Keywords: Damping coefficient, extractives, vibrational properties, seasoning, water soaking.


INTRODUCTION

From ancient times until the present, wood has been used for a wide diversity of musical instruments. Each instrument carries a history of cultures, beliefs and experiments, through which its structure and way of choosing and processing the raw material has evolved. However, scientific research in the field of materials for musical instruments has focused on a few classical case studies from Western classical instruments (Bucur 2006), and the diversity of wood choices and processing have often been neglected (Brémaud 2012).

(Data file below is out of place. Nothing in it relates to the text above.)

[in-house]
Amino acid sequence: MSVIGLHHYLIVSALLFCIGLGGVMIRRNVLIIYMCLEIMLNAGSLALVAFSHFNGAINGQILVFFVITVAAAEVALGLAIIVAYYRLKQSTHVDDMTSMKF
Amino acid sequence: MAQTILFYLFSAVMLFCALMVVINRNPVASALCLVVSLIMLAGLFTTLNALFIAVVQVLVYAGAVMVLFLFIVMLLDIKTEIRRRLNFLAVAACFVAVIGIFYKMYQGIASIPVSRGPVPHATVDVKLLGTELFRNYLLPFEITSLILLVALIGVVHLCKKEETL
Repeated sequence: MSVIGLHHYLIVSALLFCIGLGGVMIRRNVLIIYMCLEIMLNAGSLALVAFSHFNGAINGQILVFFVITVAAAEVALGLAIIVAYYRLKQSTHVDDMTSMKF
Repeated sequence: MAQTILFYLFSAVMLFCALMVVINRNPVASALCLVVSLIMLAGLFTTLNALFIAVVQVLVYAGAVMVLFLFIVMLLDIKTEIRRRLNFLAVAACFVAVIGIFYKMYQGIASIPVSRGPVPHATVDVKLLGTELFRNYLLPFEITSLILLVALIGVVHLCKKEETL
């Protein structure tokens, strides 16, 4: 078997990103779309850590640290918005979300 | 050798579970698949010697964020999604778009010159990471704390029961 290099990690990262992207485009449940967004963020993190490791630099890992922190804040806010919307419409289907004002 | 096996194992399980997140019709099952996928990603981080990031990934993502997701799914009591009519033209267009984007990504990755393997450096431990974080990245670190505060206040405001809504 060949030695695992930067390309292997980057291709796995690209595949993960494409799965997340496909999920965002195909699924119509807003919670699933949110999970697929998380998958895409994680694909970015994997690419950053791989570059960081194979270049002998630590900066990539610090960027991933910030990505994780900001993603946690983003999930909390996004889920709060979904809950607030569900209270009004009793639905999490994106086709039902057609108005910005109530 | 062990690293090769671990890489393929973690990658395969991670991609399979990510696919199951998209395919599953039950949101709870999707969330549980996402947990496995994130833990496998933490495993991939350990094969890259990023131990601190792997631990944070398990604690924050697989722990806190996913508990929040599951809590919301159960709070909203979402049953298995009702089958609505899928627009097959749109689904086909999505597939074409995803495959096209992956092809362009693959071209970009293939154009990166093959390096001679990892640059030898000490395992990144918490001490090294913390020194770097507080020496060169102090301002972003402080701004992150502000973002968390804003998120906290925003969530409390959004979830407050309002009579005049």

In recent decades, scientists have proposed many processes to enhance wood acoustic performance and dimensional stability through chemical modifications (Yano et al. 1994, Obataya et al. 2000). Treatments by simple natural compounds have also been evaluated (Petr and Ales 2014). However, craftsmen apply a variety of treatments, not only depending on cultures and types of instruments but also according to individual makers. In practice, the most economic and readily available treatments are based on water and heat. In addition, wood is almost always dried before beginning fabrication, typically through a slow process of natural air drying, which could be better described as seasoning or short-term aging. When using high temperature treatments, modification of cell-wall polymers cause changes in properties, depending on temperature, duration of treatment, and the level of moisture/water content (Kubojima et al. 2000, Placet et al. 2008, Obataya et al. 2006ab). Water also acts as a solvent that removes extractives, and the loss of some of these compounds can modify physico-mechanical properties (Obataya et al. 1999, 2000). Some mild (hygro-) thermal processes were also recently proposed for "improving" wood for guitar soundboards (Wagenführ et al. 2006) or imitating long-term natural aging for musical instruments (Noguchi et al. 2012).